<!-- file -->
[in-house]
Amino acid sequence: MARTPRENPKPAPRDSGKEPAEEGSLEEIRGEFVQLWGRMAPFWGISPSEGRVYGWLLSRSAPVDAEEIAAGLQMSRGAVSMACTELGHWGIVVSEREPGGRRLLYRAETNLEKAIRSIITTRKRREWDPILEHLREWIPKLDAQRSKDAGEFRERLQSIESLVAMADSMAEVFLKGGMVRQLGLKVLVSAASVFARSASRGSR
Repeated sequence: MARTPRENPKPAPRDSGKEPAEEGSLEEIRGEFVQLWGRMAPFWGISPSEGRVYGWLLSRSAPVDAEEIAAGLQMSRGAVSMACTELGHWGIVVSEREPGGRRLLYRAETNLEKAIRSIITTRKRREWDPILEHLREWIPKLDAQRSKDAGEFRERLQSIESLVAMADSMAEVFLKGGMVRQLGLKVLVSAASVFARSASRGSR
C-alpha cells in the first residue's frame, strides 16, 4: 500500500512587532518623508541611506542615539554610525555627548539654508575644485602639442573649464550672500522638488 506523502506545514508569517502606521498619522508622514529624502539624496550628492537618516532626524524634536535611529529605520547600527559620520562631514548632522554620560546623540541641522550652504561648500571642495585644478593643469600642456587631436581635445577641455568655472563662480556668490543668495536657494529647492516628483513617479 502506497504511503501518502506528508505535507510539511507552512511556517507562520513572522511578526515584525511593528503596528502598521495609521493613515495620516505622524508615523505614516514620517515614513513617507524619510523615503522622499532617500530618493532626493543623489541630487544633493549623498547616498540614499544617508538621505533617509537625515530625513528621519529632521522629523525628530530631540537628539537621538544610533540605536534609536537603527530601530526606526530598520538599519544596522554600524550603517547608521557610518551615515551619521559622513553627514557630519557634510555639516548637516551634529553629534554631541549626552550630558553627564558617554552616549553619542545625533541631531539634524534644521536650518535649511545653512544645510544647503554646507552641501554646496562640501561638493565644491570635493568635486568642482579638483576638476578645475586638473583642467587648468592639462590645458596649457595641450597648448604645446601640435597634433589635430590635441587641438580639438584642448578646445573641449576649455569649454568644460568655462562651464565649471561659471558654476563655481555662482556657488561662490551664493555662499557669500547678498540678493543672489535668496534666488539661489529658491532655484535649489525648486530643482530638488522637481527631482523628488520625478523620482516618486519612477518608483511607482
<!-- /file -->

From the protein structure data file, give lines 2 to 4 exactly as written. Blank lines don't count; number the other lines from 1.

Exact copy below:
Amino acid sequence: MARTPRENPKPAPRDSGKEPAEEGSLEEIRGEFVQLWGRMAPFWGISPSEGRVYGWLLSRSAPVDAEEIAAGLQMSRGAVSMACTELGHWGIVVSEREPGGRRLLYRAETNLEKAIRSIITTRKRREWDPILEHLREWIPKLDAQRSKDAGEFRERLQSIESLVAMADSMAEVFLKGGMVRQLGLKVLVSAASVFARSASRGSR
Repeated sequence: MARTPRENPKPAPRDSGKEPAEEGSLEEIRGEFVQLWGRMAPFWGISPSEGRVYGWLLSRSAPVDAEEIAAGLQMSRGAVSMACTELGHWGIVVSEREPGGRRLLYRAETNLEKAIRSIITTRKRREWDPILEHLREWIPKLDAQRSKDAGEFRERLQSIESLVAMADSMAEVFLKGGMVRQLGLKVLVSAASVFARSASRGSR
C-alpha cells in the first residue's frame, strides 16, 4: 500500500512587532518623508541611506542615539554610525555627548539654508575644485602639442573649464550672500522638488 506523502506545514508569517502606521498619522508622514529624502539624496550628492537618516532626524524634536535611529529605520547600527559620520562631514548632522554620560546623540541641522550652504561648500571642495585644478593643469600642456587631436581635445577641455568655472563662480556668490543668495536657494529647492516628483513617479 502506497504511503501518502506528508505535507510539511507552512511556517507562520513572522511578526515584525511593528503596528502598521495609521493613515495620516505622524508615523505614516514620517515614513513617507524619510523615503522622499532617500530618493532626493543623489541630487544633493549623498547616498540614499544617508538621505533617509537625515530625513528621519529632521522629523525628530530631540537628539537621538544610533540605536534609536537603527530601530526606526530598520538599519544596522554600524550603517547608521557610518551615515551619521559622513553627514557630519557634510555639516548637516551634529553629534554631541549626552550630558553627564558617554552616549553619542545625533541631531539634524534644521536650518535649511545653512544645510544647503554646507552641501554646496562640501561638493565644491570635493568635486568642482579638483576638476578645475586638473583642467587648468592639462590645458596649457595641450597648448604645446601640435597634433589635430590635441587641438580639438584642448578646445573641449576649455569649454568644460568655462562651464565649471561659471558654476563655481555662482556657488561662490551664493555662499557669500547678498540678493543672489535668496534666488539661489529658491532655484535649489525648486530643482530638488522637481527631482523628488520625478523620482516618486519612477518608483511607482